- Studies of RCM programs have shown that in a comprehensive program, 50% of the savings realized come from projects that cost little or no money and that considerable savings can be achieved by making simple behavioral changes to the way we do things day to day.
- These programs benefit the environment by reducing our demand on water supplies, sewage treatment and landfill use.
- Utilities benefit from the reduced demand for power generation and the need to construct new power plants.
- Taxpayer dollars can be spent more efficiently on items such as instructional materials, site improvements and other capital projects.
- Are a coordinated team effort to manage resources and services used and the waste generated by our facilities. The team is comprised of members from the entire school community including administrators, teachers, students, facilities and maintenance staff and the program manager.
- Involve careful tracking of resource usage and costs not only through the use of computer software but by performing periodic surveys of each facility to measure the program's effectiveness.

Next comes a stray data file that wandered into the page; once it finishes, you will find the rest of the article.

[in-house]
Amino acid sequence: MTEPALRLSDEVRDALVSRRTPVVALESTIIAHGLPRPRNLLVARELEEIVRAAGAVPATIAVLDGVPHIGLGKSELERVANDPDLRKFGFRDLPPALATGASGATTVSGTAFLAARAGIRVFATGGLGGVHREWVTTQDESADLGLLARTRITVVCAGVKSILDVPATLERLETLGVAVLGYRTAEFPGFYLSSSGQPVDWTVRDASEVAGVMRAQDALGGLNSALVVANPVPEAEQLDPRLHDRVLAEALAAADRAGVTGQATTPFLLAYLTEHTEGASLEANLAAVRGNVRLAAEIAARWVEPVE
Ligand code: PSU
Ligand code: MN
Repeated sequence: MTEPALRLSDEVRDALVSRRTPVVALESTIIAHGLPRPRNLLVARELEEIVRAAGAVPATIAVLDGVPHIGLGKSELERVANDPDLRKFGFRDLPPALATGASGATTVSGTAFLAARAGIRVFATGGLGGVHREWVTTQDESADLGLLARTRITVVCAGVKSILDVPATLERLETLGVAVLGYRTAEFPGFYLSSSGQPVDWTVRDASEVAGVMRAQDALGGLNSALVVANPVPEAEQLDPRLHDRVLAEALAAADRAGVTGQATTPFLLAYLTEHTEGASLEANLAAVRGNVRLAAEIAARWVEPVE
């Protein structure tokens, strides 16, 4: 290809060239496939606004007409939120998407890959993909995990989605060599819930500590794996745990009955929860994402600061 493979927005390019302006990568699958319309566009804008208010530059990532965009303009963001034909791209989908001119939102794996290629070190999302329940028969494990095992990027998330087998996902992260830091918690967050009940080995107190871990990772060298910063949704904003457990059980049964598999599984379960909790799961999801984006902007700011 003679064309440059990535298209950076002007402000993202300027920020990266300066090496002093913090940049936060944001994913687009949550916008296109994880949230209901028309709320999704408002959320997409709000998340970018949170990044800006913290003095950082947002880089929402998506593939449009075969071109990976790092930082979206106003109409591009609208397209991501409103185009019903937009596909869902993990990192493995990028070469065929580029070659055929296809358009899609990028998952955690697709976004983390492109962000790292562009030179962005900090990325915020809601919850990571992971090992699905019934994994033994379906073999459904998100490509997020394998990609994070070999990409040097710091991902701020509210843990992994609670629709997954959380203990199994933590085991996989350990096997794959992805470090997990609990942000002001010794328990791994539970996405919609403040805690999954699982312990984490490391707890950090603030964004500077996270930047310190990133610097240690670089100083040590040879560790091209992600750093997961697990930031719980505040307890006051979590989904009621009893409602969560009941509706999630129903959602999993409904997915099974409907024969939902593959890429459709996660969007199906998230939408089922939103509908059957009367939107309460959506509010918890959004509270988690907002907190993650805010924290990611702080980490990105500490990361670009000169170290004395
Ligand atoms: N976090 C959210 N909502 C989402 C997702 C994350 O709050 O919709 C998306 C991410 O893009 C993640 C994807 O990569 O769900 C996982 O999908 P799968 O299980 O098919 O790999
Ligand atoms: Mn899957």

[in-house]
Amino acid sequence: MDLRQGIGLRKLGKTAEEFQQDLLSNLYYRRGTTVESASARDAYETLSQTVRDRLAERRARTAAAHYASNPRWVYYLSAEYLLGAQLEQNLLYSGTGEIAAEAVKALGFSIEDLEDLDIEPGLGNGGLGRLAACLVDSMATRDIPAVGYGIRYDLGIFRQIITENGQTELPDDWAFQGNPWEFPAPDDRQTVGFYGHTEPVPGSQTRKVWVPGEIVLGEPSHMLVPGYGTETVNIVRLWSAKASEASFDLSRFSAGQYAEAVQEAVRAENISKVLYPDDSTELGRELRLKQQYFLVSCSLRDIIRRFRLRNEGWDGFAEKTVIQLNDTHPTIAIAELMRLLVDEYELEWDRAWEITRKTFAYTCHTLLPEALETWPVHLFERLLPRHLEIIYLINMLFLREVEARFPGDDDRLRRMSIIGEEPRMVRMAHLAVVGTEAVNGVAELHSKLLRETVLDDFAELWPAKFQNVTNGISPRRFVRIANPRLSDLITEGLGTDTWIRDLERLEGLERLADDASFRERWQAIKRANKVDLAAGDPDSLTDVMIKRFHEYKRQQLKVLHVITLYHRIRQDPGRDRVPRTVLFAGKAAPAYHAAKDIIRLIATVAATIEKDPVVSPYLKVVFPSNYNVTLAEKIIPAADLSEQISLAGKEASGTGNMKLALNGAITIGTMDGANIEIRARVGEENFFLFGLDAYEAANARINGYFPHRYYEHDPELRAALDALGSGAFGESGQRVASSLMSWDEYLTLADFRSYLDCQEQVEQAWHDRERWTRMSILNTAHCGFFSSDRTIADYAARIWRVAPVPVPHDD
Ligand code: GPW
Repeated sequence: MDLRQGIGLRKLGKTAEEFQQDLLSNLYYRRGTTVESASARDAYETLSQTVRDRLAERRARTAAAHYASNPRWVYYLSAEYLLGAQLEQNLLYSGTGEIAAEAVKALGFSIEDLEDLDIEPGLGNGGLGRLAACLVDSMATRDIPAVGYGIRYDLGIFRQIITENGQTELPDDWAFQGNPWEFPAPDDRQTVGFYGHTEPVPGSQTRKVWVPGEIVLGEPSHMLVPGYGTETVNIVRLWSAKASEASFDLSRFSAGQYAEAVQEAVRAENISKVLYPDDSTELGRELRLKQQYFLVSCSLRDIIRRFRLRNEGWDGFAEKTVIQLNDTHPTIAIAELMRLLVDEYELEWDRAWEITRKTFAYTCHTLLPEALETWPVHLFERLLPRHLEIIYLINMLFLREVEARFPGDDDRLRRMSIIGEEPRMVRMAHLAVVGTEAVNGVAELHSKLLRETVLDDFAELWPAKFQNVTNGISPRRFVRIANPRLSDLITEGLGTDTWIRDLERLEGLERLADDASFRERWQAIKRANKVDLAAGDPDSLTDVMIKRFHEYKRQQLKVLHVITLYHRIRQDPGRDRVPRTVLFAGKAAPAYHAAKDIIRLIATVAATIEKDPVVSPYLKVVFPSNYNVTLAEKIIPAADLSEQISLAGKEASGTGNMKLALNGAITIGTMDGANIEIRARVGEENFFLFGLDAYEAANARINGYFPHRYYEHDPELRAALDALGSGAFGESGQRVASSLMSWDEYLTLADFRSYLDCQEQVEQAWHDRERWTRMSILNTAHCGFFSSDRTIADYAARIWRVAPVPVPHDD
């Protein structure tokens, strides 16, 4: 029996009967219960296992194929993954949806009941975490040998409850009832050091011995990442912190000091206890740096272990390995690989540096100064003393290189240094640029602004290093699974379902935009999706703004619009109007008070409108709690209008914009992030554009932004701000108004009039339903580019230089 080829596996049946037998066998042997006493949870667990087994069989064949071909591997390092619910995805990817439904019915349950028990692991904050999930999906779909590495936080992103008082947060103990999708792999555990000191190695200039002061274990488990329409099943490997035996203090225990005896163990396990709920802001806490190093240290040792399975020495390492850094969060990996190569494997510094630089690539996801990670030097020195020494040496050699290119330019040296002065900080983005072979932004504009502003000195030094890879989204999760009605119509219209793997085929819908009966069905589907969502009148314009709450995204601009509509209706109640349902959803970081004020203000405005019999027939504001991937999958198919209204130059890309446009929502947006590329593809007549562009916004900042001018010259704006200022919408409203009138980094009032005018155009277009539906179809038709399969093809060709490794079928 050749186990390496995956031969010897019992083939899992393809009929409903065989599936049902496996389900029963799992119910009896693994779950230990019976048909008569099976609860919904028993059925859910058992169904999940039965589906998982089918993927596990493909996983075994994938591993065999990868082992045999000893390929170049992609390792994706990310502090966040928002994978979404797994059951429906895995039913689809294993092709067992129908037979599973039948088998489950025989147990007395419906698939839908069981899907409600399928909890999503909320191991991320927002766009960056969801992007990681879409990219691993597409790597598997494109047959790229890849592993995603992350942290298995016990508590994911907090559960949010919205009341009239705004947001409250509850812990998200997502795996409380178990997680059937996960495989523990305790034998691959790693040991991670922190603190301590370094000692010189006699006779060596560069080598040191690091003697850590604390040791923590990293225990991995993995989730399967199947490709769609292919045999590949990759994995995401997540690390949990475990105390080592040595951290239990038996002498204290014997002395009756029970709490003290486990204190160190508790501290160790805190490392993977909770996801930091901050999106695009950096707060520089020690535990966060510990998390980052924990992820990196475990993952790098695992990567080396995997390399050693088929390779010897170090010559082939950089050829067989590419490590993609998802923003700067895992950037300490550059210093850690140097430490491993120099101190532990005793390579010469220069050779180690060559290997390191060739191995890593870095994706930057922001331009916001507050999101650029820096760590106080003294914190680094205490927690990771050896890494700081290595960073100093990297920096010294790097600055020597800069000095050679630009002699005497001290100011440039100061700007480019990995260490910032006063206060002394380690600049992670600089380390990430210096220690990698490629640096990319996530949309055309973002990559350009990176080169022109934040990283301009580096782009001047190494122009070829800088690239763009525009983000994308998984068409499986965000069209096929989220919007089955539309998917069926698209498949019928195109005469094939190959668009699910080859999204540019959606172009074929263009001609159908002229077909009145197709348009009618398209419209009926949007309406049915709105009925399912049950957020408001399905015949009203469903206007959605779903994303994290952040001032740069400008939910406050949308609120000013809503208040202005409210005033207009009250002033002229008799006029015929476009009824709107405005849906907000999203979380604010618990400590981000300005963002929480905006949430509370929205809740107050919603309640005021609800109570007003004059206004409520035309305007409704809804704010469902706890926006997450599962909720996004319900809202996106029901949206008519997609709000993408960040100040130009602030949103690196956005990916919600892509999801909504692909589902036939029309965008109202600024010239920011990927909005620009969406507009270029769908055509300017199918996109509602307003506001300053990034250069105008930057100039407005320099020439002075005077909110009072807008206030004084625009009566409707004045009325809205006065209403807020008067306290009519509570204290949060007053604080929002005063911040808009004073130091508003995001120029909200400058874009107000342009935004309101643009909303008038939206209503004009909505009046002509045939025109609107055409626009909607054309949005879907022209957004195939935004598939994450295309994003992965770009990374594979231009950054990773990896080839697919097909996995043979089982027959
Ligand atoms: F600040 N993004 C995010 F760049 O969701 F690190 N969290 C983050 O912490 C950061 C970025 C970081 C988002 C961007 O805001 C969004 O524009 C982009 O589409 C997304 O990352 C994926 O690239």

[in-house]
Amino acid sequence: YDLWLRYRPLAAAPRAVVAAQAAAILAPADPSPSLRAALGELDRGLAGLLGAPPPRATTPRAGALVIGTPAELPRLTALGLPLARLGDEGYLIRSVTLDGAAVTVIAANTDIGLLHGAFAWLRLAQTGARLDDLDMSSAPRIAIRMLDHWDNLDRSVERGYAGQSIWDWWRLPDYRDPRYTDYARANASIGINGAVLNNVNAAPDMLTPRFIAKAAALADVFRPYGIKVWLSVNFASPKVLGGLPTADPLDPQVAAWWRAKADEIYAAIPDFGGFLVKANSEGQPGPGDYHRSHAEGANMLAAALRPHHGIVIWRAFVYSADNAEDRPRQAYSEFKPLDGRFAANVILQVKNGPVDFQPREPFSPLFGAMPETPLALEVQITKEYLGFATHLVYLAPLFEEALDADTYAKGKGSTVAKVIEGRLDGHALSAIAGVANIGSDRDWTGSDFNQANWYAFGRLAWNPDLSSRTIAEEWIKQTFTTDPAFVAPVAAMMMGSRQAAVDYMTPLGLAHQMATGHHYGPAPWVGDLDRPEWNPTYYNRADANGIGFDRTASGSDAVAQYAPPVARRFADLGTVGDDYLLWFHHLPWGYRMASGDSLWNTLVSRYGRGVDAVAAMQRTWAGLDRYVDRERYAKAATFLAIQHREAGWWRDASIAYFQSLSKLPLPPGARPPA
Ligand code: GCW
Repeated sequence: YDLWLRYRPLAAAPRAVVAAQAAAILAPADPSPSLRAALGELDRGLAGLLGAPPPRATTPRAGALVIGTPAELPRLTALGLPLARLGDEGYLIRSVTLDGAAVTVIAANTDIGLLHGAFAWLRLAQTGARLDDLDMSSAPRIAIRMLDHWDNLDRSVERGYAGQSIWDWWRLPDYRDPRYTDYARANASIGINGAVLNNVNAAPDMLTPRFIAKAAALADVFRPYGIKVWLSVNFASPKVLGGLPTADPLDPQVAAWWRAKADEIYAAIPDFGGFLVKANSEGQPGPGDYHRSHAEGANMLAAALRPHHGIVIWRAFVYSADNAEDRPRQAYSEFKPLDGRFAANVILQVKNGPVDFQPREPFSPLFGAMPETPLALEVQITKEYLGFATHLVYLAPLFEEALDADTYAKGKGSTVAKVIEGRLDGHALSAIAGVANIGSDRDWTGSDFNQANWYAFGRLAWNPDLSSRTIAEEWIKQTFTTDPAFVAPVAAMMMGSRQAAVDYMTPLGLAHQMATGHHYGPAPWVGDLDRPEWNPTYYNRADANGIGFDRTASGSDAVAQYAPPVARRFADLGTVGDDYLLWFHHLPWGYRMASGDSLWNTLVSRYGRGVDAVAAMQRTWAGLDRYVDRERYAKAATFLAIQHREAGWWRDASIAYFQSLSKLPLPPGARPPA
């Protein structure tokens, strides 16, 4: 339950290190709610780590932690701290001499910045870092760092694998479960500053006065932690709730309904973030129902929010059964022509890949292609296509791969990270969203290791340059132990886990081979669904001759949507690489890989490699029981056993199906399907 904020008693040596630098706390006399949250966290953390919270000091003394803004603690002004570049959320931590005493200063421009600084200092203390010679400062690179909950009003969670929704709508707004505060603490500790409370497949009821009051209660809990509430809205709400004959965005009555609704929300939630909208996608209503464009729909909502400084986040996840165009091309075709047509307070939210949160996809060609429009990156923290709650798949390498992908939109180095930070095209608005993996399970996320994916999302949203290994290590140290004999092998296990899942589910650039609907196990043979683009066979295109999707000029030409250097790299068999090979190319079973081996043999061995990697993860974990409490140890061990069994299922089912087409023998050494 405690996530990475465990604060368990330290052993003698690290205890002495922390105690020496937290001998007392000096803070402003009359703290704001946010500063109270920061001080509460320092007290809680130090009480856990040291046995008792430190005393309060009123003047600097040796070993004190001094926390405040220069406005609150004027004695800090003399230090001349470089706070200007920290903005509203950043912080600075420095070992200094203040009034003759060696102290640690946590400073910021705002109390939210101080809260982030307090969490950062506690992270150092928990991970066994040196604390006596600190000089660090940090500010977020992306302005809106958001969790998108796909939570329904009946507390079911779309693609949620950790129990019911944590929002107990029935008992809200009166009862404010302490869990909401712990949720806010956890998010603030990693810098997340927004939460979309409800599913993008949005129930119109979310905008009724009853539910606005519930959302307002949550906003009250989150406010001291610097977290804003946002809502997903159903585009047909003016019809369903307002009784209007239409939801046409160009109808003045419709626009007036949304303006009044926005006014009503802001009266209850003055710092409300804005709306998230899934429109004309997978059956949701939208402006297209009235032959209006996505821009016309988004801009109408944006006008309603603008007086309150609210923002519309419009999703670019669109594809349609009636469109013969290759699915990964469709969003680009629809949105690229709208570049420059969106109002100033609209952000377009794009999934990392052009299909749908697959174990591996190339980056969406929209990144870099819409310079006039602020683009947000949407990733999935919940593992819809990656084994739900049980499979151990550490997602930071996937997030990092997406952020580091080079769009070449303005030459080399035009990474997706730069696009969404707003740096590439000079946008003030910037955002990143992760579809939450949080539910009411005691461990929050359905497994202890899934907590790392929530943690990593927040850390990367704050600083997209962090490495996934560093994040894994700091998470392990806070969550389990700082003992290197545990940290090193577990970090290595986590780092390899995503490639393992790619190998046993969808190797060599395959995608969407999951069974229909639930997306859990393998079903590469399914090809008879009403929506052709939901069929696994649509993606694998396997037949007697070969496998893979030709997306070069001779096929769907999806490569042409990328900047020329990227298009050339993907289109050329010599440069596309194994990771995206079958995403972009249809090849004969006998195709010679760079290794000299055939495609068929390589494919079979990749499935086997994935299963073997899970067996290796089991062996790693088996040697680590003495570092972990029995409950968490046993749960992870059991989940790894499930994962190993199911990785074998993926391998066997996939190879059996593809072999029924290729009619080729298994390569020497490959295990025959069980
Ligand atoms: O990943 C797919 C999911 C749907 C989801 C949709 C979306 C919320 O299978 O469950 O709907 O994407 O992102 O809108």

- Focus on occupant comfort, cost effectiveness and assuring that equipment is used only when needed. Conserving resources doesn't mean having to work or learn in an undesirable environment. It's simply a means of controlling the operating costs of our facilities and doing things a little smarter than we have in the past.
The concept and use of Resource Conservation Management (RCM) programs began in the Pacific Northwest nearly 40 years ago. Since then, comprehensive programs have been implemented around the globe.
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